I do hope you find this useful.

Kindest regards.

Uncle Rhombus.

#11 zienpiggie

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Posted 13 June 2011 - 03:22 PM

Thank you Uncle Rhombus, I'll definitely try that.

#12 bob1

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Posted 13 June 2011 - 04:59 PM

Rhombus comes through once again...

@yimaio - the clearance large and small is the maximum gap between the sides of the tube and the pestle used to homogenize the samples. With particular size gaps you can rupture the cytoplasm but not the nucleii for instance.

#13 rainlqy

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Posted 05 July 2011 - 11:54 PM


oh wait, you said snap-freeze right. so I have to basically be pretty quick. I dunk it and take it out in split seconds kind of thing. I think I should just go ahead and give it a shot.


Dear zienpiggie,

....

Sonicate the cells 3 times for 5 seconds a times using an optimised sonicating power/frequency....this is done on ice and there is a gap of 30 seconds between each sonication.

ultracentrifuge the disrupted cell suspension for 30 minutes at 105,000g

...
We have used this method many times and have published data to support the above:

Biochem and Biophys Res Commun. Volume 188 No. 1, Pages 209-215, 1992 Moncada et al Glucocorticoids do not affect the induction of a novel calcium-dependent Nitric Oxide Synthase in Rabbit Chondrocytes.

I do hope you find this useful.

Kindest regards.

Uncle Rhombus.



Hi Uncle Rhombus,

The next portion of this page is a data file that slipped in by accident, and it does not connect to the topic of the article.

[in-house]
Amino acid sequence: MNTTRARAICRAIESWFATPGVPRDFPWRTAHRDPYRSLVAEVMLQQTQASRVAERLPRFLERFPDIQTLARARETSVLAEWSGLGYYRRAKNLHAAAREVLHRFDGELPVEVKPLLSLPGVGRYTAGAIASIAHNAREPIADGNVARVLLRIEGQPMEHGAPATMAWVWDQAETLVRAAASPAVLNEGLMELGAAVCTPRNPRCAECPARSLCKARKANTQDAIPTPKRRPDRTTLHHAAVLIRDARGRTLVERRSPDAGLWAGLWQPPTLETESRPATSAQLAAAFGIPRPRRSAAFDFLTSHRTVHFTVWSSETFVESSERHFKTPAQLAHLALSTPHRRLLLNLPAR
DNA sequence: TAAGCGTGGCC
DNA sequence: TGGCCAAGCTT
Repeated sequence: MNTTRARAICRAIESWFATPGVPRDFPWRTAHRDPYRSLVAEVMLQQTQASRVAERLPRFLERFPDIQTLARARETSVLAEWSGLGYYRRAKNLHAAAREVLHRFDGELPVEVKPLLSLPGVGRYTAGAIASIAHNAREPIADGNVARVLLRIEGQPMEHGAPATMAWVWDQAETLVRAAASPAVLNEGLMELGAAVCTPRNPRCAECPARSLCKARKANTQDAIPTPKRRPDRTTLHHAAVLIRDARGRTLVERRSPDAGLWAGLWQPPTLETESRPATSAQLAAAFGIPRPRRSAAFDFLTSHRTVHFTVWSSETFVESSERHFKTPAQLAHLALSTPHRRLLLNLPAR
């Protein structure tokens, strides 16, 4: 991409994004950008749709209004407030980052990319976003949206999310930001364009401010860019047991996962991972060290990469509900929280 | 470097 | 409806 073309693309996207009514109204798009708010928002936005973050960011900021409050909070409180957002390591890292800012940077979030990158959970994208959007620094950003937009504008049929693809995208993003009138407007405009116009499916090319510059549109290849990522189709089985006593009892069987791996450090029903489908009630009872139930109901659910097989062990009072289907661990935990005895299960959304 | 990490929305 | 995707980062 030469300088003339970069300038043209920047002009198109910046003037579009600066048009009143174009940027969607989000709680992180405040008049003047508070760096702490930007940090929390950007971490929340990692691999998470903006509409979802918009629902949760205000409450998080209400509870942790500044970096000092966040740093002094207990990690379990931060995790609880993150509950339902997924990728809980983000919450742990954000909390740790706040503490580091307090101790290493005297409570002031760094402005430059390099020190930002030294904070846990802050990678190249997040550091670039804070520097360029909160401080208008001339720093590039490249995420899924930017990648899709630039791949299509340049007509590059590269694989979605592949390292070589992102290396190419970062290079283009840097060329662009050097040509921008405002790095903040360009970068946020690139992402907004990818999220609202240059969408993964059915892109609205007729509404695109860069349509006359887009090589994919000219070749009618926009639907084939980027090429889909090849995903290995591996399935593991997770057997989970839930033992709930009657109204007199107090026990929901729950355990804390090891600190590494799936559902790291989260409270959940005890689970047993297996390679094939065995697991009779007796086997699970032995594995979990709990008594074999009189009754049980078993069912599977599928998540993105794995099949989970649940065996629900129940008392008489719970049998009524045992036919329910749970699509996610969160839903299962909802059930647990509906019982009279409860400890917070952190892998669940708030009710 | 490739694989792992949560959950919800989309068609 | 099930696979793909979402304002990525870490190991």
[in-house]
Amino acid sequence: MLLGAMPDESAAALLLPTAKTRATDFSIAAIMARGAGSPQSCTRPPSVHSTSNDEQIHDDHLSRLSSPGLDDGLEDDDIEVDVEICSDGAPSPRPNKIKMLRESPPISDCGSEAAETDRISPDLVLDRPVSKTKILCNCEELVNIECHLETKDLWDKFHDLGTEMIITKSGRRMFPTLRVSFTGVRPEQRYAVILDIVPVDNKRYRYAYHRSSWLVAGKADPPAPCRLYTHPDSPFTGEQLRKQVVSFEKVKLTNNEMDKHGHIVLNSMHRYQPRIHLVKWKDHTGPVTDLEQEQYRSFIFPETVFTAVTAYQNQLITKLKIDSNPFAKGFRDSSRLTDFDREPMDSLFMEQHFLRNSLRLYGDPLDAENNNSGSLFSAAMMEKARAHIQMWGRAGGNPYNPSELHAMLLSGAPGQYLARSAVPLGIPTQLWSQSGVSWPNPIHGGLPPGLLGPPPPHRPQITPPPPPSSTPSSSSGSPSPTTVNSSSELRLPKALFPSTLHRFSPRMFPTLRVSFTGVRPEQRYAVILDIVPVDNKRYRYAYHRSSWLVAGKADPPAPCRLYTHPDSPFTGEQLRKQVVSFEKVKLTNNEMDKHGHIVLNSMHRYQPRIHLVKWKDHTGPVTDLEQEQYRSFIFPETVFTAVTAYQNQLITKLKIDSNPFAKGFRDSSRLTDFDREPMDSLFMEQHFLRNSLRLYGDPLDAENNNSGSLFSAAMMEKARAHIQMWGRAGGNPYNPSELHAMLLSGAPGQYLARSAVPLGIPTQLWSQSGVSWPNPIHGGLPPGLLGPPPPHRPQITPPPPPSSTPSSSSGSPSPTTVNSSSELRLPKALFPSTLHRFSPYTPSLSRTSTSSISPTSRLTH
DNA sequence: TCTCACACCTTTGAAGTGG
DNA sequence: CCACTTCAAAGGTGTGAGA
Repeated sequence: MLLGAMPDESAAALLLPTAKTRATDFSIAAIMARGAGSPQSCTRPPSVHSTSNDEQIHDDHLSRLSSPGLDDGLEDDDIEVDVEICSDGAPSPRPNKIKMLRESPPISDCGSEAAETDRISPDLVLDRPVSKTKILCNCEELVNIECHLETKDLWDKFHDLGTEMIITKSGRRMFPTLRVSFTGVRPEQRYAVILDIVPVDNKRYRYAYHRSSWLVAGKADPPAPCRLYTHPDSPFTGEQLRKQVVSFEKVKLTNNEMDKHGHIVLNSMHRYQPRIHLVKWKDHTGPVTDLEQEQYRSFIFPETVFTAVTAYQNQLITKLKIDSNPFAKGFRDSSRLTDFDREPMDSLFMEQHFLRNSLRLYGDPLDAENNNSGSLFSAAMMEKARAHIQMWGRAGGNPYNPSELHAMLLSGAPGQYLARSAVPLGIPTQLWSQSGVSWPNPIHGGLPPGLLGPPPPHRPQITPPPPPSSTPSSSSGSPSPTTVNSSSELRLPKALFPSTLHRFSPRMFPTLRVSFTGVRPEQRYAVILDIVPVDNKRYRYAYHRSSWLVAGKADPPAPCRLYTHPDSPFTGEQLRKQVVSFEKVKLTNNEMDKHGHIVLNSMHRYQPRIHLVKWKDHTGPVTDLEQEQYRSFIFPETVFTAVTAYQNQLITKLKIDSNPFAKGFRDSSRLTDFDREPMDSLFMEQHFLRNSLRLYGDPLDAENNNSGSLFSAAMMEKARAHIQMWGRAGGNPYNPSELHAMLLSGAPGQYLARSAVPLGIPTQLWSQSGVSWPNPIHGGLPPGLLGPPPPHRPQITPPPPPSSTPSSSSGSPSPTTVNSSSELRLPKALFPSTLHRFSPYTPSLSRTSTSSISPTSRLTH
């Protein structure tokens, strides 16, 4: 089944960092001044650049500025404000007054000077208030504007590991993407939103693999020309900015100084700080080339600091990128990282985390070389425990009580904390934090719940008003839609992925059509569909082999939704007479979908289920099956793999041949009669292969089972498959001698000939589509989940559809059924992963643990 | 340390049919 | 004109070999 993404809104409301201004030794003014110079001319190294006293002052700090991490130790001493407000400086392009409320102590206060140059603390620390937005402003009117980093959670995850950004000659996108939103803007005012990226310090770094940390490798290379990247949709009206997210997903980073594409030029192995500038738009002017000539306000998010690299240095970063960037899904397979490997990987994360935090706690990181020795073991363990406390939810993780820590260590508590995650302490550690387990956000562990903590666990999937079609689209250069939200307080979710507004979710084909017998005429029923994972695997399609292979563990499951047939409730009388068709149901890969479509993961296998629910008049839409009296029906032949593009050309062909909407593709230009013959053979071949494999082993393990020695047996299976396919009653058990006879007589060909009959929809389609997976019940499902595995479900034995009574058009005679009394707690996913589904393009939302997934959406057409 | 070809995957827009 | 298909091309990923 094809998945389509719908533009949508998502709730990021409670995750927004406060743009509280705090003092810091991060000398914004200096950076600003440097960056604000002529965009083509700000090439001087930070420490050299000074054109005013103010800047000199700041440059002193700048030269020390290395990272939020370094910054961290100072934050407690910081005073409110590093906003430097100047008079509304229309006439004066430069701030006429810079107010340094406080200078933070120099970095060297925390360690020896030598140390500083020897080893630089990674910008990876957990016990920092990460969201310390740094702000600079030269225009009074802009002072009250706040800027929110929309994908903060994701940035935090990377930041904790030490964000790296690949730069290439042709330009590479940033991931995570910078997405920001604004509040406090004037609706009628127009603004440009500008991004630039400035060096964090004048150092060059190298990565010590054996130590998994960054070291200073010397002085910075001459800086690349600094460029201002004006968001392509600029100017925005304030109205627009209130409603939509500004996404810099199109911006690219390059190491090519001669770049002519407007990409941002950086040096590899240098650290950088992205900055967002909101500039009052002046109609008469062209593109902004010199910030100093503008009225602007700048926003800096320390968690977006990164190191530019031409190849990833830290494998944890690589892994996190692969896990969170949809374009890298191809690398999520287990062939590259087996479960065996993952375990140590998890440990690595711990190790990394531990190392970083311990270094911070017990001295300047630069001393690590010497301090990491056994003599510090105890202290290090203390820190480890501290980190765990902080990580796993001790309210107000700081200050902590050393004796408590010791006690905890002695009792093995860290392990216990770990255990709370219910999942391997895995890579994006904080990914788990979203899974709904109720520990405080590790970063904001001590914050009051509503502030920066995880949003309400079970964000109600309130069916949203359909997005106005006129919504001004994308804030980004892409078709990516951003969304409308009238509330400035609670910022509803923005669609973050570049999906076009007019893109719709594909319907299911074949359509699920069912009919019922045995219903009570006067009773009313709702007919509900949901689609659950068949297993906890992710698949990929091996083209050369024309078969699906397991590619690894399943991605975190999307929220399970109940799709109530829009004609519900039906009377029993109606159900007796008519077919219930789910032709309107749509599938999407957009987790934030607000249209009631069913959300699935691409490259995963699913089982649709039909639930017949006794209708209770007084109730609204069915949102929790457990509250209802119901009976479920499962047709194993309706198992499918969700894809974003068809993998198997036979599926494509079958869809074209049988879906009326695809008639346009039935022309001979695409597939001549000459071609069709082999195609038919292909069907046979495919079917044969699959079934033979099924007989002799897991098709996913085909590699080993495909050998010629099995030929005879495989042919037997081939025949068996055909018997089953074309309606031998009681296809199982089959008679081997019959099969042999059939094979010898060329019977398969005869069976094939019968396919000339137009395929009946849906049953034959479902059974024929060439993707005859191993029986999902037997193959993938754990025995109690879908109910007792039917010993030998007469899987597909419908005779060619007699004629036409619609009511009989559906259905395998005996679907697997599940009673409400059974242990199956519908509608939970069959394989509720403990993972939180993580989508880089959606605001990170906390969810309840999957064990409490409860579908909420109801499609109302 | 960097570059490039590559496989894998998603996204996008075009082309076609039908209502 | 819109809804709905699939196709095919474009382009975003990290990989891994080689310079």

I hope I am not misunderstood your suggestion. BUT i still have to ask again, did you mean that the sonication just need 3 times with 5 seconds sonications and 30 seconds between each sonication? That means you just need 5*3+30*2=1minute and 15 seconds to finish sonication.

If I have 1L Hi5 cells, I usually use 100ml lysis buffer, dose such sonication time enough? PS: what is your proper power on your sonicater? Thanks

#14 rhombus

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Posted 08 July 2011 - 07:55 AM



oh wait, you said snap-freeze right. so I have to basically be pretty quick. I dunk it and take it out in split seconds kind of thing. I think I should just go ahead and give it a shot.


Dear zienpiggie,

....

Sonicate the cells 3 times for 5 seconds a times using an optimised sonicating power/frequency....this is done on ice and there is a gap of 30 seconds between each sonication.

ultracentrifuge the disrupted cell suspension for 30 minutes at 105,000g

...
We have used this method many times and have published data to support the above:

Biochem and Biophys Res Commun. Volume 188 No. 1, Pages 209-215, 1992 Moncada et al Glucocorticoids do not affect the induction of a novel calcium-dependent Nitric Oxide Synthase in Rabbit Chondrocytes.

I do hope you find this useful.

Kindest regards.

Uncle Rhombus.



Hi Uncle Rhombus,

I hope I am not misunderstood your suggestion. BUT i still have to ask again, did you mean that the sonication just need 3 times with 5 seconds sonications and 30 seconds between each sonication? That means you just need 5*3+30*2=1minute and 15 seconds to finish sonication.

If I have 1L Hi5 cells, I usually use 100ml lysis buffer, dose such sonication time enough? PS: what is your proper power on your sonicater? Thanks



No problem at all.....you have understood me perfectly:-

sonicate for 5 seconds (on ice) at an optimised power....then let the cell suspension rest on ice for 30 seconds.

Repeat this 2 more times.

Excessive sonication causes heat, and heat will denature your enzyme, thus inactivating it. You have to optimise cell fractionation i.e. release the protein from the cells...check the cell suspension under a light microscope to see that the cells have been fully disrupted.

On the MSE Soniprobe I use, the power rating is in Amptitude microns....and I use 50% of maximum sonication power.....again this level has to be optimised.

Different cells require different disruption powers......so lots of optimisation!!!!

Have fun and good luck.

Kindest regards.

Uncle Rhombus.